The deal reached between Greek Prime Minister Alexis Tsipras and Archbishop of Athens and all of Greece Ieronymos on Tuesday has little substance and raises suspicions that it is more of a ploy than a substantial change in the Greek Church-State relationship.
The separation of Church and State has always been the desire of Greek leftists, as they see the Greek Orthodox Church being associated with conservatism and even a direct relationship with nationalism. After all, the motto of the seven-year-long colonels’ junta was “Homeland-Church-Family”. Three institutions that are not on the top of favorites of Greek leftists.
As soon as Tsipras announced his proposed constitutional revisions that include the separation of Church and State — suspiciously at a time when his foreign minister resigned amidst allegations of using secret ministry funds to complete the FYROM name change agreement — the Church and opposition reacted. Public interest shifted to Tsipras’ proposals and the FYROM name issue has been left out of the front pages. More importantly, the resignation of foreign minister Kotzias and Tsipras’ refusal to make public the content of the letter the former sent him is also forgotten.
Tsipras called the verbal agreement with Ieronymos as being of “historic proportions” — he said the same about the FYROM name deal — yet the general public does not seem to be convinced of that, much less the Greek clergy.
The main point of the proposed agreement between the State leader and the Church leader is that priests will no longer be considered public servants. Instead, the Greek State will allocate an annual amount equivalent to the wages of the priests of the Church of Greece. The Church of Greece will then be responsible for the distribution of wages to the priests.
Tsipras added that a new fund will be established jointly by the Church and the Greek State to make use of Church property, without providing any details. It should be noted that the number of Church properties is enormous.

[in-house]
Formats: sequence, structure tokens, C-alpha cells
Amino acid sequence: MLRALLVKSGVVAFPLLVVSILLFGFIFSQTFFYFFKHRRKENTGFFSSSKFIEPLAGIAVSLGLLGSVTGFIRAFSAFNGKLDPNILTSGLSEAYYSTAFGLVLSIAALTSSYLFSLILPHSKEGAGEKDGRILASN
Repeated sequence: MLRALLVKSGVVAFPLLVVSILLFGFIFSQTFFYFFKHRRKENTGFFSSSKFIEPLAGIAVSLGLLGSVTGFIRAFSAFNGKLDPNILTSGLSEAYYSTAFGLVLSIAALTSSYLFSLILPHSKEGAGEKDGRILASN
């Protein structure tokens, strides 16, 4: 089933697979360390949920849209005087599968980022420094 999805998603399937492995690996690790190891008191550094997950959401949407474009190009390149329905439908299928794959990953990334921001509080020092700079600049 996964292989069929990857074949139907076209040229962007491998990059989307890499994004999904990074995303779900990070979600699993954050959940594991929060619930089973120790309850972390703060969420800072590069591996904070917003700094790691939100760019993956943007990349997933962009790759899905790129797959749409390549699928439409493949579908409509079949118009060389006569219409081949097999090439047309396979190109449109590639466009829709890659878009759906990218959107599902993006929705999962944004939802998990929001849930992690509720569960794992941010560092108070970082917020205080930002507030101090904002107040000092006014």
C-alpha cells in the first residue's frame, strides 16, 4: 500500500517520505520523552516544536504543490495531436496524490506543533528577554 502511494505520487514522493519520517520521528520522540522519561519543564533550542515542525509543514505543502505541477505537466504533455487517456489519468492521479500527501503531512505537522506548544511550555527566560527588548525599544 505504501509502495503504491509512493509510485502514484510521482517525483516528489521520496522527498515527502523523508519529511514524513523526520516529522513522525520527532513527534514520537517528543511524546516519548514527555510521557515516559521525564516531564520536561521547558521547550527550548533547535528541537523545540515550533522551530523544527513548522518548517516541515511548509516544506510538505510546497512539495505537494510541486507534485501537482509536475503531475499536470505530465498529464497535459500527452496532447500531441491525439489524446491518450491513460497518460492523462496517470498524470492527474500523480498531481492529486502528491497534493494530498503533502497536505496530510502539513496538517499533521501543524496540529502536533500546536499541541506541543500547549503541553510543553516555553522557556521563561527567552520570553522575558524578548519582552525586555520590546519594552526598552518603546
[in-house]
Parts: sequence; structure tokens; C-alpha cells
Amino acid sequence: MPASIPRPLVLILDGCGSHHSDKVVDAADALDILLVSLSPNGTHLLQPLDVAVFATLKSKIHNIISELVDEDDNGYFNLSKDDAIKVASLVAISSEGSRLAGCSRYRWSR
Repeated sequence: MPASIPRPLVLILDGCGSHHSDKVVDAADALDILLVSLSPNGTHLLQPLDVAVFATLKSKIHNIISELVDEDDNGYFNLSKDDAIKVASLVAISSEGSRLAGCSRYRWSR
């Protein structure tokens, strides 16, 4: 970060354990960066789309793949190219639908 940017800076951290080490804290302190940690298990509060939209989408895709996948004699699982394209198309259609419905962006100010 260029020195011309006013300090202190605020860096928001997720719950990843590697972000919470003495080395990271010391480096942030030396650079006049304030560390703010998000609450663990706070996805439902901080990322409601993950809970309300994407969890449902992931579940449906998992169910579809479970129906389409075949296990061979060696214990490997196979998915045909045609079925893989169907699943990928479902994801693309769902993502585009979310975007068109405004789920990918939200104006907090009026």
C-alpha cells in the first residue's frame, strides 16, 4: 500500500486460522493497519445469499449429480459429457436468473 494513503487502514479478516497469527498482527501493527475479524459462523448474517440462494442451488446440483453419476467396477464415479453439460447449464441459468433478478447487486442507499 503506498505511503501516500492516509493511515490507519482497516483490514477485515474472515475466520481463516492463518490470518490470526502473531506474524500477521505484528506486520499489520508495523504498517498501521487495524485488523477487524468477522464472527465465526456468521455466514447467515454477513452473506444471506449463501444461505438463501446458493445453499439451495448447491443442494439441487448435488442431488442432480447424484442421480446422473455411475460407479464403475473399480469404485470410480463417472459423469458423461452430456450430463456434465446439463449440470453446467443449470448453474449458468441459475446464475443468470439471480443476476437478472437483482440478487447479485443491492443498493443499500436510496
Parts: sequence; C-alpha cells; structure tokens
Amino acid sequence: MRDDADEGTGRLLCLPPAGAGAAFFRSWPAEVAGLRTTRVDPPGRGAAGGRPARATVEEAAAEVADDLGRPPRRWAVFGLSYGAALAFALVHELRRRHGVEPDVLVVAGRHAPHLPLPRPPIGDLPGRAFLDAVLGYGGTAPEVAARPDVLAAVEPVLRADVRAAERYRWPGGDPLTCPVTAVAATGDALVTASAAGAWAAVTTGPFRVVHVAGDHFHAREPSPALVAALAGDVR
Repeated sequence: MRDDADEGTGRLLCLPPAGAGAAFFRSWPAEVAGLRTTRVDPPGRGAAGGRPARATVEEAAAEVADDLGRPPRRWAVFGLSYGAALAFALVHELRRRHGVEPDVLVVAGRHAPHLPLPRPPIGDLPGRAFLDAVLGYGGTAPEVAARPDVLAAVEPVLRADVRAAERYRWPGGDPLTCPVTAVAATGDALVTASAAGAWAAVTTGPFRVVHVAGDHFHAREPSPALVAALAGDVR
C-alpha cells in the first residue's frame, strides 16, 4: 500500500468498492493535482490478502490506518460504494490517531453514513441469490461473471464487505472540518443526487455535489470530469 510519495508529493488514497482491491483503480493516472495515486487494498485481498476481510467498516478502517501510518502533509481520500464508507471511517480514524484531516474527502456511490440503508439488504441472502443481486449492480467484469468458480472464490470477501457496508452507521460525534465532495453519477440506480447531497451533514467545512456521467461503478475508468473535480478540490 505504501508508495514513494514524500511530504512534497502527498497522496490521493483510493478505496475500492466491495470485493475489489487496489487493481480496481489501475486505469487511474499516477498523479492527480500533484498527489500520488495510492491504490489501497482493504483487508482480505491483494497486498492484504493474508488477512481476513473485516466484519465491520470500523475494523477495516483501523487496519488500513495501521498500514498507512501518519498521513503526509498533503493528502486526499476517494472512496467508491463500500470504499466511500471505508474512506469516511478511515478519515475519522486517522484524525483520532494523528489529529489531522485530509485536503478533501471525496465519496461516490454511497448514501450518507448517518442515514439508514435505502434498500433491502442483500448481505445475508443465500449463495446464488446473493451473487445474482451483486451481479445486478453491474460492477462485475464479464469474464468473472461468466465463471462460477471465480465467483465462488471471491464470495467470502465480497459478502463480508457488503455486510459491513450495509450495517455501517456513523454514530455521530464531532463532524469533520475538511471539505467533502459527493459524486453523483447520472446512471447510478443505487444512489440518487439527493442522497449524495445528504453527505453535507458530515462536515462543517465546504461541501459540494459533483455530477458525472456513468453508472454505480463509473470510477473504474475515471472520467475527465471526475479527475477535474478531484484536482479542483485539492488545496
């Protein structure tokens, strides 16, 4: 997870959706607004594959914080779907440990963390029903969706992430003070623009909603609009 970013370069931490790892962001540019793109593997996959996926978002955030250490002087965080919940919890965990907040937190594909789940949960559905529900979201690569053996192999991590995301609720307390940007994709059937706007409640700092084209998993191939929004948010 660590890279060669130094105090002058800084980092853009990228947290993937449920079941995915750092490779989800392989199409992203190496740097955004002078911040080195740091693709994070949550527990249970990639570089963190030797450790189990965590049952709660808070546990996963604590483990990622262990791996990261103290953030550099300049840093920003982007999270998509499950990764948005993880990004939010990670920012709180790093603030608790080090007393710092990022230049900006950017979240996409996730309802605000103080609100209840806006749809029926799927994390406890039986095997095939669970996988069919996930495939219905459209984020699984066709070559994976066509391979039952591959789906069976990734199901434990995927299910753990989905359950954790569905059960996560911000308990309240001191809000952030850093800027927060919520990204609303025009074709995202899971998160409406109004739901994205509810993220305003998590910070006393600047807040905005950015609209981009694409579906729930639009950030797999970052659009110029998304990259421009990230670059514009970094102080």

In essence, instead of the State paying clergy their wages directly, the State funds will be given to the Church and the Church will be paying the priests. This looks like a half-way separation between Church and State, if that. The only difference would be that clergy will no longer be considered public servants.
The clerics’ union reacted immediately, on Tuesday evening announcing that they oppose the agreement and that “the reaction is going to be massive and unprecedented in Greece’s history.”
Ieronymos appeared to back-pedal as well, stating on Wednesday that there is a difference between an agreement and the intention to reach an agreement.
The move to separate church and state by Tsipras is looking suspiciously like an effort to solidify the hard leftists in his party and his electorate. Some of his MPs are disappointed that he sided with Defense Minister Panos Kammnos. In addition, immediately after the announcement of the verbal agreement between the prime minister and the archbishop, government spokesman Dimitris Tzanakopoulos rushed to announce that the 10,000 positions in the public sector that will be open after the removal of clergy from the State payroll will be filled by doctors, teachers and so on.
If that doesn’t smell like pre-election time, nothing does.